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Anyway, I hope that this was useful 🙂

The Joy Of… Genre-Specific Creativity

2017-artwork-joy-of-genre-specific-things-article-sketch

Although this is an article about art, comics and fiction, I’m going to have to start by talking about music. This is mostly because, a day or two before I wrote this article, I heard a rather interesting song called “Metal Inquisition” by Piledriver that made me think about audiences and genres.

“Metal Inquisition” is a song which heavy metal fans will find absolutely hilarious and non-metal fans will probably find mildly disturbing. It’s a knowingly silly song about a Spanish Inquisition-style group who try to ensure that everyone listens to heavy metal… or else!

And, it’s also the perfect example of a genre-specific thing. It’s a comedic song that is written specifically for heavy metal fans. If you aren’t a metalhead, then you probably won’t get the joke (eg: it’s about heavy metal’s [lack of] mainstream popularity etc..).

There’s certainly something to be said for things that are squarely aimed at fans of a particular genre. For starters, the trouble with making everything suitable for everyone is that, unless it’s done extremely well, it often ends up appealing to no-one.

Unless you are the mythical “normal person” that mainstream cinema, pop music, advertising, gaming etc… exists to serve, then there will be a certain emotional distance between you and the creative work in question. And, well, no-one is that idealised “normal person”. We’re all geeks or nerds in some way or another. We all have preferences and fascinations. We’re all fans of one thing or another. After all, we’re all unique human beings.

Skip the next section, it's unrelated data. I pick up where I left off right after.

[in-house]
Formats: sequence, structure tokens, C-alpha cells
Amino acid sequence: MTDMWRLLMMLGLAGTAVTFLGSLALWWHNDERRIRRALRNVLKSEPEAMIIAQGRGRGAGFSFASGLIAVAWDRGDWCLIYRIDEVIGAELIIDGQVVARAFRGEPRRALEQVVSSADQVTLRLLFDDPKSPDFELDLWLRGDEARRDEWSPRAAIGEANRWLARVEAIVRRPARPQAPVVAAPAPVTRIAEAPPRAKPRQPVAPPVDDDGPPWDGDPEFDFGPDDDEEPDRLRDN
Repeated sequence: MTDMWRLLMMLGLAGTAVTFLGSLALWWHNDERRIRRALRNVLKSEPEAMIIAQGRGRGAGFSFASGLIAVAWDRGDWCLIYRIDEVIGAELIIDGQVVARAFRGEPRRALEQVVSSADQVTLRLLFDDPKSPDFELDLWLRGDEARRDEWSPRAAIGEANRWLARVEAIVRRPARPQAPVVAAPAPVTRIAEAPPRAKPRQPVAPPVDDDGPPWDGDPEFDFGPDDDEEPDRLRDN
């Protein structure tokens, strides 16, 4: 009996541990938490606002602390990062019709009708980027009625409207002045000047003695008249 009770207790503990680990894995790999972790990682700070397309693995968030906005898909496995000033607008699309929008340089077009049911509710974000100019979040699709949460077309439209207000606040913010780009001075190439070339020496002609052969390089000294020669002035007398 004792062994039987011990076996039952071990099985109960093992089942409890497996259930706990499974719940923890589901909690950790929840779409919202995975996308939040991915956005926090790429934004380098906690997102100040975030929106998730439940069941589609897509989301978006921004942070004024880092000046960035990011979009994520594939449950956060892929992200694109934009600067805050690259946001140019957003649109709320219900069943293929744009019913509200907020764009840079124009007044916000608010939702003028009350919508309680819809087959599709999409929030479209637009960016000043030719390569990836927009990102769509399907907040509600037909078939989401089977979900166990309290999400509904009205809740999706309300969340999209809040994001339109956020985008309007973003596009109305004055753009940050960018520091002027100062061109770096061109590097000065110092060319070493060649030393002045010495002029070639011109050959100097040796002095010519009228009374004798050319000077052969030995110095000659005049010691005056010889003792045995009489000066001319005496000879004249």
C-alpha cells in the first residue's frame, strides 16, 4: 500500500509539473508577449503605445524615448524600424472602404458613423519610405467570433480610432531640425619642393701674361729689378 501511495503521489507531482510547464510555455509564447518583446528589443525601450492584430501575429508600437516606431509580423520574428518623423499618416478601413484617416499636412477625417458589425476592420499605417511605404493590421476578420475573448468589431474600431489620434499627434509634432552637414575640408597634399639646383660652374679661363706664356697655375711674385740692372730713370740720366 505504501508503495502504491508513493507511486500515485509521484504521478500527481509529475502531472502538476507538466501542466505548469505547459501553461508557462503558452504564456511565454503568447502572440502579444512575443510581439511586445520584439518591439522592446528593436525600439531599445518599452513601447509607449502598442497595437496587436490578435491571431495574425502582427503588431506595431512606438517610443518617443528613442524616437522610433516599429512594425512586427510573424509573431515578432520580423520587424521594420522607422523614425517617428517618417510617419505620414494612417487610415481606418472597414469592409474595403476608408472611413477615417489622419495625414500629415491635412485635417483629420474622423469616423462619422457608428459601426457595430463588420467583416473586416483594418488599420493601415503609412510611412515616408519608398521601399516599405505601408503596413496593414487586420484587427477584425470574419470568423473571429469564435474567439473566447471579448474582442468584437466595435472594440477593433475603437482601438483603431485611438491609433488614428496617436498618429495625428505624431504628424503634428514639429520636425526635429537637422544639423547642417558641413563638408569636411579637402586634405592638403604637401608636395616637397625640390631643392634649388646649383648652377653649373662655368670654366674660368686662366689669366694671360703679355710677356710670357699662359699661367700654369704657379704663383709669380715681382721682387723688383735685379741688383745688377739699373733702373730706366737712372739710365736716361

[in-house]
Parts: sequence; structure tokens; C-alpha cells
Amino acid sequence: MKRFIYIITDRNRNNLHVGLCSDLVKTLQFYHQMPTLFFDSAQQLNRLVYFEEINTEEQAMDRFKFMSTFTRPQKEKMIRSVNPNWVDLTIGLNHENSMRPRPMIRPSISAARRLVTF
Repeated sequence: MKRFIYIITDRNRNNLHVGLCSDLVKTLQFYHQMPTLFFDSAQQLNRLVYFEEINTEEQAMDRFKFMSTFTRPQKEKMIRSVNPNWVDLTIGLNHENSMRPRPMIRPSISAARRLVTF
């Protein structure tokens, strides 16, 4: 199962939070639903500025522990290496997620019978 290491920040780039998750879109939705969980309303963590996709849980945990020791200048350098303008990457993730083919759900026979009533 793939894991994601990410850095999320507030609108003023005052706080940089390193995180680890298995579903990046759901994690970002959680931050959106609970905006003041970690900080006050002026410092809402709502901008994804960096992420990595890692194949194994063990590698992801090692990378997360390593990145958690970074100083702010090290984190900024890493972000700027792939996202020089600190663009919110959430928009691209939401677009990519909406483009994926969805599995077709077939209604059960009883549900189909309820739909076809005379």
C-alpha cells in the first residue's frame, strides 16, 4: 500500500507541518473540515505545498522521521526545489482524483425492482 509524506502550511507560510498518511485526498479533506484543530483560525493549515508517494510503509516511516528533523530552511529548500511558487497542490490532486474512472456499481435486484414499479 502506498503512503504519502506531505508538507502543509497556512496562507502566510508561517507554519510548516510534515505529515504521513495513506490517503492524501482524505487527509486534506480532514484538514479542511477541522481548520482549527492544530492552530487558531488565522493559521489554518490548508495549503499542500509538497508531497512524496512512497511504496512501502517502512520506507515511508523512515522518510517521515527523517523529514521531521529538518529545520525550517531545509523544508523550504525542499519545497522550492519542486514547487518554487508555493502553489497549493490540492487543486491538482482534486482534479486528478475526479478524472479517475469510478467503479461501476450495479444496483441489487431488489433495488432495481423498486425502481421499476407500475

Creative works that are squarely aimed at fans of a particular genre acknowledge that uniqueness. They say “some people like this, and that’s cool. Some people don’t, and they should probably find something else“. As such, if you find something that you are a fan of, then it’ll feel more meaningful to you. It’ll feel like something made specifically for you.

This is also useful for creating a sense of community too. After all, if you’re a fan of a slightly obscure genre, then genre-specific things can be a thing which reminds you that “other people like this stuff too!“.

For example, going back to “Metal Inquisition”, the song is such an amazing song for the simple reason that it is a gleeful celebration of heavy metal music (a bit like Saxon’s “Denim And Leather”, Judas Preist’s “Deal With The Devil”, Helloween’s “Heavy Metal (is the law)”, Sabaton’s “Metal Machine” etc… ).

It’s a song that amusingly imagines what the world would be like if heavy metal was the most mainstream genre instead of the least mainstream genre. It’s a song that recreates the feeling of going to your first metal concert and seeing literally hundreds of other people who also like the same music you do. That awestruck sense of actually belonging somewhere.